Trusses must be securely braced, both during installation and after permanent installation. Individual trusses are designed only as structural components. Responsibility for proper bracing always lies with the building designer and contractor. All trusses should be installed straight, plumb and aligned at the specified spacing. Trusses should also be inspected for structural damage.
Permanent lateral bracing, as may be required by truss design to reduce the buckling length of individual truss members, is part of the truss design and is the only bracing specified on the design drawing. This bracing must be sufficiently anchored or restrained by diagonal bracing to prevent its movement. Most truss designs assume continuous top and bottom lateral support from sheathing and ceilings. Extra lateral and diagonal bracing is required if this is not the case.
Bracing members are typically 2x4's nailed with two 16d nails at each cross member unless otherwise specified on the design drawing. Cross and diagonal braces should run on an approximate 45 degree angle.
There are two types of bracing. Temporary bracing is used during erection to hold the trusses until permanent bracing, sheathing and ceilings are in place. Permanent bracing makes the truss component and interal part of the roof and building structure. Temporary and permanent bracing includes diagonal bracing, cross bracing and lateral bracing.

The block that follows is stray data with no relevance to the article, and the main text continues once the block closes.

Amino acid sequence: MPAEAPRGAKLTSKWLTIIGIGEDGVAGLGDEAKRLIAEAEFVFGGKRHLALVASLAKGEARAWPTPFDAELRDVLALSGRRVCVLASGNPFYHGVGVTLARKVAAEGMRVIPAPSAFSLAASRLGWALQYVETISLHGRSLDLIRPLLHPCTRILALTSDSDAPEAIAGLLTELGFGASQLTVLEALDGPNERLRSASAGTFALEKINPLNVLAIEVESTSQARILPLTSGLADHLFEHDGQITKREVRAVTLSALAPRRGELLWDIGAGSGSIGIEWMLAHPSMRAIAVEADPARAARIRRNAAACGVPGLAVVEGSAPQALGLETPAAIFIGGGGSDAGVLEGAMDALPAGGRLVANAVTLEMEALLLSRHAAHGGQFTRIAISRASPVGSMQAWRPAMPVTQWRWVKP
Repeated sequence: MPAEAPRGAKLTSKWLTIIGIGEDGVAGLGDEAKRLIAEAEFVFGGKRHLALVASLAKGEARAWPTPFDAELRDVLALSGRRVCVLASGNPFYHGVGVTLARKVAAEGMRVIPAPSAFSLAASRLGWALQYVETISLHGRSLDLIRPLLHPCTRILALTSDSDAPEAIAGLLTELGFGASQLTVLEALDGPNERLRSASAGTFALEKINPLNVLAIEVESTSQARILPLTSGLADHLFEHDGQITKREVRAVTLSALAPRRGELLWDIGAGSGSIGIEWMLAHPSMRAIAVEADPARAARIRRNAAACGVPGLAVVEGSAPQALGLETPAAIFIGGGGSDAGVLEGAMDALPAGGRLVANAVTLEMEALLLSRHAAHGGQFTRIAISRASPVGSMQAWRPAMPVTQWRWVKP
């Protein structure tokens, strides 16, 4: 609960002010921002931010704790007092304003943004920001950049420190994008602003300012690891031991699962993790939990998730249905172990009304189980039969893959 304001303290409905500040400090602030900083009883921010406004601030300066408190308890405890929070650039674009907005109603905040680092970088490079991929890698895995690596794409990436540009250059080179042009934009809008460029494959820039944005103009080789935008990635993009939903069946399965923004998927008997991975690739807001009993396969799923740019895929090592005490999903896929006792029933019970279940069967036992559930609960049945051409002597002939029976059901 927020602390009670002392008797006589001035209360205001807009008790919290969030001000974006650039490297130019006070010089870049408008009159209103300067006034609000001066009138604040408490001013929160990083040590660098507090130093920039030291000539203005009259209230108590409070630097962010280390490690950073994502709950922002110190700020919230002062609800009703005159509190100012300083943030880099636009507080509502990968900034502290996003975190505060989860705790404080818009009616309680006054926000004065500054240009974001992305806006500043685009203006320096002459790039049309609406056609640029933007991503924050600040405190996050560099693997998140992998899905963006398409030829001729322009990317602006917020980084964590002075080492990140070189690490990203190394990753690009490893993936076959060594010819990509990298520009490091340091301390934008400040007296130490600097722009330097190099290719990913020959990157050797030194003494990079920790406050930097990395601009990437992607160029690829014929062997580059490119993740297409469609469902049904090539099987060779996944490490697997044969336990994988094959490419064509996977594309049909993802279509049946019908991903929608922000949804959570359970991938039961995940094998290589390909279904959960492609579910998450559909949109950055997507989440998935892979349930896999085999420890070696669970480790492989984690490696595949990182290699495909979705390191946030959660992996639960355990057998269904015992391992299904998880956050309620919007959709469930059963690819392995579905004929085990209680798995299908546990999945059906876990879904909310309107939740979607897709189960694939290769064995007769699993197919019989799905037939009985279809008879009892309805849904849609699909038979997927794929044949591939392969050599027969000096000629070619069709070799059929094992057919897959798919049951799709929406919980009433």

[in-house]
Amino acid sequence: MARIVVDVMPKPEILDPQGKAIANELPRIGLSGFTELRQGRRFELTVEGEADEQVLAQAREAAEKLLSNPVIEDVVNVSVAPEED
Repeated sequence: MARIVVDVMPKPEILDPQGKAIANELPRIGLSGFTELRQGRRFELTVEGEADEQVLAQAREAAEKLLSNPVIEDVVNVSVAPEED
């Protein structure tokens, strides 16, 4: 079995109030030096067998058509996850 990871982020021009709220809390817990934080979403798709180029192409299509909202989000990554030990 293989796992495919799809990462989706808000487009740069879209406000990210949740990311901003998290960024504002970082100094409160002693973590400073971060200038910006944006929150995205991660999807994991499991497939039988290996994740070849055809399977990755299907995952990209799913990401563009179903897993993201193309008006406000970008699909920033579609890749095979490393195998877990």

It is important to temporarily brace the first truss at the end of the building. One method calls for the top chord to be braced by ground braces that are secured by stakes driven in the ground, preferable outside and inside. The bottom chord is to be securely anchored to the end wall. Additional trusses are now set and connected together with continuous rows of lateral bracing on the top chord. These are typically spaced at 4',6',8' or 10 feet on centers along the lenght of the truss. Refer to BCSI 1-03 for diagonal spacing. This top chord bracing will be removed as the sheathing is applied after the other bracing is completed, unless specifically designed to be left in place.
Temporary bracing should be 2x4 dimension lumber of larger and should be 8 feet minimum in length. Continuous lateral bracing maintains spacing, but without cross bracing, permits trusses to move laterally.
To prevent dominoing, diagonal bracing should be installed in the plane of the webs as the trusses are installed.
Full bundles of sheathing should not be placed on the trusses. Likewise other heavy concentraded loads should be evenly distributed.
Inadequate bracing is the reason for most truss installation failures. Proper installation is a vital step for a safe and quality roof structure.
These recommendations are offered only as a guide. Refer to Recommend Design Specifications for Temporary Bracing of Metal Plate Connected Wood Trusses (DSB-89) by the Truss Plate Institute (TPI), or Building Component Safety Information BCSI 1-03 Booklet by TPI and WTCA.